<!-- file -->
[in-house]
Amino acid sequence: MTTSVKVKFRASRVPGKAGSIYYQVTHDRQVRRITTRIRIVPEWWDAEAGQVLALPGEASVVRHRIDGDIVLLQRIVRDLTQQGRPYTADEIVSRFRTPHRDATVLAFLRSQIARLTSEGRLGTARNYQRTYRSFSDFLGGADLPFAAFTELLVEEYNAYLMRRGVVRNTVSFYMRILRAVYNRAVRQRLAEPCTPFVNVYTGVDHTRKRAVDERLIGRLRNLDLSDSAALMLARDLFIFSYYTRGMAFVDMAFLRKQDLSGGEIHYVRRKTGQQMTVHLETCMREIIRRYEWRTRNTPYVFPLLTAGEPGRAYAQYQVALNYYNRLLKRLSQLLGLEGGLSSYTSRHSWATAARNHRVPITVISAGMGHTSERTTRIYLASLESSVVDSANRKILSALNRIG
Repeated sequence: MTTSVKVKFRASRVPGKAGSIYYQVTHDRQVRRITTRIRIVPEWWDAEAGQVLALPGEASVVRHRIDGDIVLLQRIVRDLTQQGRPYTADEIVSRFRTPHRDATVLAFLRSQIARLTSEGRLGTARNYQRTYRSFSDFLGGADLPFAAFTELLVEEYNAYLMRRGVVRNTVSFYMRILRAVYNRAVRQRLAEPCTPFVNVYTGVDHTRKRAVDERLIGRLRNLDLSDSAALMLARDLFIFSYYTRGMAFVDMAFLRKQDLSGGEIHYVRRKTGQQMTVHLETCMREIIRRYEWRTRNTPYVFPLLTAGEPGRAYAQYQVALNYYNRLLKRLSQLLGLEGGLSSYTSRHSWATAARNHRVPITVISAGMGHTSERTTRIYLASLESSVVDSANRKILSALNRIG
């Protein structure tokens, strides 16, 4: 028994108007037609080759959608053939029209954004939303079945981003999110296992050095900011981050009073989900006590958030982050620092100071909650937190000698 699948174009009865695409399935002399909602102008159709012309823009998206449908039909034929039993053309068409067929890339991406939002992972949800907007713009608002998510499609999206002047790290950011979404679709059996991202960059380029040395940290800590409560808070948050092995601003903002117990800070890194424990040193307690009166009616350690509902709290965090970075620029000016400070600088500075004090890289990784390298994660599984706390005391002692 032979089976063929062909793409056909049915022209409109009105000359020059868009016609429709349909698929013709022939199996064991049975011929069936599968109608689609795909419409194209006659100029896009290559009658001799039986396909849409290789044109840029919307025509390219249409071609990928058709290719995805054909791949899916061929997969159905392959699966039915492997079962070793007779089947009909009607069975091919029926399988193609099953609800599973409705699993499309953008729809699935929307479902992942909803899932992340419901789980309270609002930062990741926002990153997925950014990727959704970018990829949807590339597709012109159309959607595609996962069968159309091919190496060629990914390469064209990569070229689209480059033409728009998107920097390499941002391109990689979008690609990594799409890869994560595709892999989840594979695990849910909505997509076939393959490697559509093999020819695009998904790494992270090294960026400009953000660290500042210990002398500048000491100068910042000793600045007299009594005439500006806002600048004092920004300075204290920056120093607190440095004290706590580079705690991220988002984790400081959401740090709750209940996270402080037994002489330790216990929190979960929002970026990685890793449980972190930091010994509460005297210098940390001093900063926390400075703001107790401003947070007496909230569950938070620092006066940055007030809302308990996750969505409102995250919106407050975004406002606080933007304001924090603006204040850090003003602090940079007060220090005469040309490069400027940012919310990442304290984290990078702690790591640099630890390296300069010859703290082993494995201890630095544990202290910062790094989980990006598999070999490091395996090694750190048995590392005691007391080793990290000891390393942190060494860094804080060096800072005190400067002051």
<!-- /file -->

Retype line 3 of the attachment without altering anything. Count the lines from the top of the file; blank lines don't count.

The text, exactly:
Repeated sequence: MTTSVKVKFRASRVPGKAGSIYYQVTHDRQVRRITTRIRIVPEWWDAEAGQVLALPGEASVVRHRIDGDIVLLQRIVRDLTQQGRPYTADEIVSRFRTPHRDATVLAFLRSQIARLTSEGRLGTARNYQRTYRSFSDFLGGADLPFAAFTELLVEEYNAYLMRRGVVRNTVSFYMRILRAVYNRAVRQRLAEPCTPFVNVYTGVDHTRKRAVDERLIGRLRNLDLSDSAALMLARDLFIFSYYTRGMAFVDMAFLRKQDLSGGEIHYVRRKTGQQMTVHLETCMREIIRRYEWRTRNTPYVFPLLTAGEPGRAYAQYQVALNYYNRLLKRLSQLLGLEGGLSSYTSRHSWATAARNHRVPITVISAGMGHTSERTTRIYLASLESSVVDSANRKILSALNRIG